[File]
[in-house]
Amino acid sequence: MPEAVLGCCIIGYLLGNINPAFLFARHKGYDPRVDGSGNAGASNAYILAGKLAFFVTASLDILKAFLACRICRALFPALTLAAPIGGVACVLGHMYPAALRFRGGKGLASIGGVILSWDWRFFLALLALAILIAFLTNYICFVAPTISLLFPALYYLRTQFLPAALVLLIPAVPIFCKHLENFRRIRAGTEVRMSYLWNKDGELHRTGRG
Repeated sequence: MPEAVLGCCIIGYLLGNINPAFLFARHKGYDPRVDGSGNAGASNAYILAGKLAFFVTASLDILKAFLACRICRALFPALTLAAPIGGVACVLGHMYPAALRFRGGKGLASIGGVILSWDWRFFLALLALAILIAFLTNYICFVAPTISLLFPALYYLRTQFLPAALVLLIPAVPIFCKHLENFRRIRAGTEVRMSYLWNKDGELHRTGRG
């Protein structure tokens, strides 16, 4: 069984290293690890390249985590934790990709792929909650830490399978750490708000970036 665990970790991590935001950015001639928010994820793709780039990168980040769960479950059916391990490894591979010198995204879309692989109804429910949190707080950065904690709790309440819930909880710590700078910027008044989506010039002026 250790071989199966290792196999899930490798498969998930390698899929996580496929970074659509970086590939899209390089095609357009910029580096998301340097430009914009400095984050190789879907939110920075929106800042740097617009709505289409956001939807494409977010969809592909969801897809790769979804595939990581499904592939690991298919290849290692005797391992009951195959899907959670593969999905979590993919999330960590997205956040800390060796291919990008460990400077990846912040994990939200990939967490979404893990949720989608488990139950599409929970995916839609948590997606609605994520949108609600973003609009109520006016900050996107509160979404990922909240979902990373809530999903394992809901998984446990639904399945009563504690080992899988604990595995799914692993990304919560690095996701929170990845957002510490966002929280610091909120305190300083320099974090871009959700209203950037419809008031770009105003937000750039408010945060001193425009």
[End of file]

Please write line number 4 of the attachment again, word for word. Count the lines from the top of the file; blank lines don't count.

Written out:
């Protein structure tokens, strides 16, 4: 069984290293690890390249985590934790990709792929909650830490399978750490708000970036 665990970790991590935001950015001639928010994820793709780039990168980040769960479950059916391990490894591979010198995204879309692989109804429910949190707080950065904690709790309440819930909880710590700078910027008044989506010039002026 250790071989199966290792196999899930490798498969998930390698899929996580496929970074659509970086590939899209390089095609357009910029580096998301340097430009914009400095984050190789879907939110920075929106800042740097617009709505289409956001939807494409977010969809592909969801897809790769979804595939990581499904592939690991298919290849290692005797391992009951195959899907959670593969999905979590993919999330960590997205956040800390060796291919990008460990400077990846912040994990939200990939967490979404893990949720989608488990139950599409929970995916839609948590997606609605994520949108609600973003609009109520006016900050996107509160979404990922909240979902990373809530999903394992809901998984446990639904399945009563504690080992899988604990595995799914692993990304919560690095996701929170990845957002510490966002929280610091909120305190300083320099974090871009959700209203950037419809008031770009105003937000750039408010945060001193425009």